On June 19, 2019, cloud-based contact management firm Sansan made its debut on the Tokyo Stock market, becoming one of Japan’s most successful IPOs that year. Edward Senju, now the company’s ASEAN CEO, was there to witness the moment after spending more than ten years at Sansan in different roles.
Back in 2009, when Sansan had only celebrated its second anniversary, the firm welcomed Senju, a Japanese man born in Mexico but raised in the US, as its employee number 21. Senju left his previous job at Oracle as he wanted to try a new experience at a startup, he told KrASIA in a previous interview. He had had enough of the big corporate culture in Japan and wanted a different challenge.
During his time at Sansan, Senju went from a supporting role—overseeing pretty much everything from HR, finance, to legal and accounting, to becoming the firm’s regional CEO for the ASEAN region in little more than a decade.
Oasis recently sat down with Senju to discuss how he adjusted to a fast-changing startup environment, as he also grew up professionally to become the CEO.
The following interview has been edited and consolidated for brevity and clarity.
Oasis (OS): Coming from a very large corporate company, what were some of the biggest adjustments you had to make after joining Sansan?
Edward Senju (ES): When I joined Sansan I was employee number 21. Oracle, my previous company, was much larger—their headquarters in Japan had around 1,000 to 2,000 people. I really enjoyed the difference because, at Sansan, everything you do needs accountability. When I was at Oracle, I was a salesperson, and if I couldn’t sell the product to customers, other salespeople wouldn’t mind. Only the bosses might have struggled with me not selling.
I joined Sansan as a back-office team member, taking care of finance and HR. We weren’t selling a lot then, so it was painful every month for the company. If our sales team didn’t sell, we wouldn’t get any revenue. Since we were a small company, that means we wouldn’t get paid.
Even though it wasn’t my job, I couldn’t just sit there and wait for things to happen, so I started creating documents to share tips about my previous sales experience at Oracle. My idea was to help the sales team members at Sansan understand the best sales strategies. Not just me, but everyone was going beyond what they should do to support other members. The culture was super different compared to Oracle. You feel your value, and you can challenge yourself to figure out what you can do for the team.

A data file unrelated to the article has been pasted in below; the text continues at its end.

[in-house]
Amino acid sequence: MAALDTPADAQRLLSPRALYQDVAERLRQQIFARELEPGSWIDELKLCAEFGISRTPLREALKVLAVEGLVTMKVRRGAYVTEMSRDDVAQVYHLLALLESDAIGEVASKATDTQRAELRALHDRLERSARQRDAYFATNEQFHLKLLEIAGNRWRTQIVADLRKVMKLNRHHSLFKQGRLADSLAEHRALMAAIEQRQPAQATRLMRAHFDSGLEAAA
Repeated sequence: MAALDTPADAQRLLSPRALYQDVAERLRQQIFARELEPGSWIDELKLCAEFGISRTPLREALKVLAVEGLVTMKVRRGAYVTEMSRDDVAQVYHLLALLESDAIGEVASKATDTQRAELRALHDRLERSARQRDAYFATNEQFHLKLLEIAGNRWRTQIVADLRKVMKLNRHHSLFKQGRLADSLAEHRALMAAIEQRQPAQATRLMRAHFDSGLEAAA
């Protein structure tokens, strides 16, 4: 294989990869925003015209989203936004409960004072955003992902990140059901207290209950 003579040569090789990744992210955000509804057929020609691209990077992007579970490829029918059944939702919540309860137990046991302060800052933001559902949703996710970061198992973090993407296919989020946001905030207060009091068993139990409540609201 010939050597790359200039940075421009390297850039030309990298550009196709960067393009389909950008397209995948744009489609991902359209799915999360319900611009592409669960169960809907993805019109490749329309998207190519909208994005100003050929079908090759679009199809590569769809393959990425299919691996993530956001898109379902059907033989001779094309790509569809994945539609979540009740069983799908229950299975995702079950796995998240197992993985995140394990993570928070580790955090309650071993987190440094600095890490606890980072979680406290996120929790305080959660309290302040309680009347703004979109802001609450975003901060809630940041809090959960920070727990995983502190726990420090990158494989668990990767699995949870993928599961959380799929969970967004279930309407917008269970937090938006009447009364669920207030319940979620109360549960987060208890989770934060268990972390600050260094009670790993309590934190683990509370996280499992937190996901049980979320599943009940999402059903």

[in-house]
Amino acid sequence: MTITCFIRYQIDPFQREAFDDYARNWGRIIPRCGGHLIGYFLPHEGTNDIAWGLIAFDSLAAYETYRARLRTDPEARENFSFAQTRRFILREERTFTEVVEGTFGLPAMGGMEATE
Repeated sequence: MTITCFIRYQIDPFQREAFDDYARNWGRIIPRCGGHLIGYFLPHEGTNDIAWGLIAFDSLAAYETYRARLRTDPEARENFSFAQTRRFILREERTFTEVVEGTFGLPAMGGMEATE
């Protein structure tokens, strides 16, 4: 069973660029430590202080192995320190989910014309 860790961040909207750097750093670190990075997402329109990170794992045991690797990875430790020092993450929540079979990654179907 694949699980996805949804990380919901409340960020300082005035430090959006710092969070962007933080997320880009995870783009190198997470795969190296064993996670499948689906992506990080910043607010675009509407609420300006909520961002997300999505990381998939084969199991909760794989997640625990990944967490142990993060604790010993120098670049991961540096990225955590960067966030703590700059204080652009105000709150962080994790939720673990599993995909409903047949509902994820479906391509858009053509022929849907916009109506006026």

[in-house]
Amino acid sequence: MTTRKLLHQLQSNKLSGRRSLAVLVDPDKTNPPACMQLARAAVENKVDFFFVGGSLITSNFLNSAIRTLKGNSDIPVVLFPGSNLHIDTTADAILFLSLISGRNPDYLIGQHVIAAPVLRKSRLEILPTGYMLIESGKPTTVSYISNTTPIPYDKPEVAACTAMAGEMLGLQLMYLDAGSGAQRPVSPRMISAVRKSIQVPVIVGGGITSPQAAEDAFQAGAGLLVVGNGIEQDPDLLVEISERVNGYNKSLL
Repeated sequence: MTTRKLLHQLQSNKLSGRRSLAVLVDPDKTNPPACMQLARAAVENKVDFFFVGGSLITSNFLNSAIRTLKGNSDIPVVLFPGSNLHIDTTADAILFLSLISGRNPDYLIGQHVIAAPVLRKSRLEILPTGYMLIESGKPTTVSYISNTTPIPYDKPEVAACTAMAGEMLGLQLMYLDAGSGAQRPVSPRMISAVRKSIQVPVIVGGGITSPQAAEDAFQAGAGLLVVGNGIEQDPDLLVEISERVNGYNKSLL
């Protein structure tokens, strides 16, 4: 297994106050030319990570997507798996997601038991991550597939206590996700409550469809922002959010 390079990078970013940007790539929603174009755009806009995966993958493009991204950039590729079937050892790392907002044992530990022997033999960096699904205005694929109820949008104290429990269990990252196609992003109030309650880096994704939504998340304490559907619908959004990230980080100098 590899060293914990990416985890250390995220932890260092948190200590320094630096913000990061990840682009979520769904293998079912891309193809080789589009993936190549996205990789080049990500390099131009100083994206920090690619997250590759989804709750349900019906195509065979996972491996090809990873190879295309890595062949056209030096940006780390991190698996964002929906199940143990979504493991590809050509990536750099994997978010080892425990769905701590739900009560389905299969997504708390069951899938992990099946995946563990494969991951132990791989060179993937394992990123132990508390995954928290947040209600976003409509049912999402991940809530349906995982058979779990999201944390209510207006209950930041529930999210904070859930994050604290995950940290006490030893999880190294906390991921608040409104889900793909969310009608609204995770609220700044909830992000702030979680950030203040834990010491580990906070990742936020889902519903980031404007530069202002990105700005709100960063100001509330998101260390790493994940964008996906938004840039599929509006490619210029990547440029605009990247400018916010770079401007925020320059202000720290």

OS: Did you feel uncomfortable when you first started?
ES: It was very stressful. I joined in February 2009, which was right in the middle of the global financial crisis. When I jumped in, there were only two orders. That means we only had about USD 150 coming in as new revenue that month. It was easy to understand that we would soon run out of cash.
Eventually, the pressure made a physical difference. If someone’s stressed, sometimes your hair starts to fall out, and that’s what happened to me. I had a big bald patch on my head.
OS: Once your company got past the difficult period and started growing quickly, reaching unicorn status, what were some of the challenges you faced?
ES: When we started to grow really fast, going from a team of 20 to a team of 80, we questioned our own capacity to grow properly. No one had the experience to manage 100 people, so we were always questioning how to become more independent in our roles.
There were several times when I felt unprepared to accomplish the things that I was required to do. An example was when I moved from the corporate team to start a new service called Eight. I didn’t have experience making a new product or doing the marketing for new products. However, I didn’t try to copy things that were already done in the market; instead, I tried to explore and start from zero with the things that needed to be solved first.
OS: Do you feel like a natural leader? Or is it something that you developed throughout the last few years at Sansan?
ES: I think my time spent in the US really influenced my leadership role. In the US, you’re taught that everyone has a chance to become a president. I thought that to become a president, you needed to express your feelings or thoughts to other people. I also played soccer in my younger days, and I’ve always tried to become a captain—that gave me the initial idea of becoming a leader.
Once at Sansan, I asked myself what kind of leadership I could bring. Sansan was very small, and initially, I wasn’t a manager. However, I realized that I had to take a leadership role to better contribute to the company’s growth.
OS: How did you develop your leadership skills over the years? What kind of leader are you?
ES: I always questioned myself about how I can use my uniqueness to take the company forward. As a result, I always tried to put myself into new areas that no other members were taking care of. I try to be a “first penguin” all the time for the company.
I took the sales marketing side while everything was pretty new. When I took the role to open the market in India, no other person had any idea of working outside Japan. I think I’m trying to be brave in that sense—that’s the philosophy I always have.
I’m not a manager who can take care of 200 or 400 people under me, but if you want to crack the first hole, I think I’m pretty good at it, so I’ll try to put myself in those kinds of situations.
OS: Coming from Japan to a foreign country to open new markets for Sansan, were there any personal changes you had to make to fit in?
ES: When I go to a new environment, I always try to join the team’s community to learn about the local culture. But once I get used to the environment, I always take a step back and think about my own uniqueness—how to use my strengths within the given environment.
Differences are always there, but my leadership style won’t change.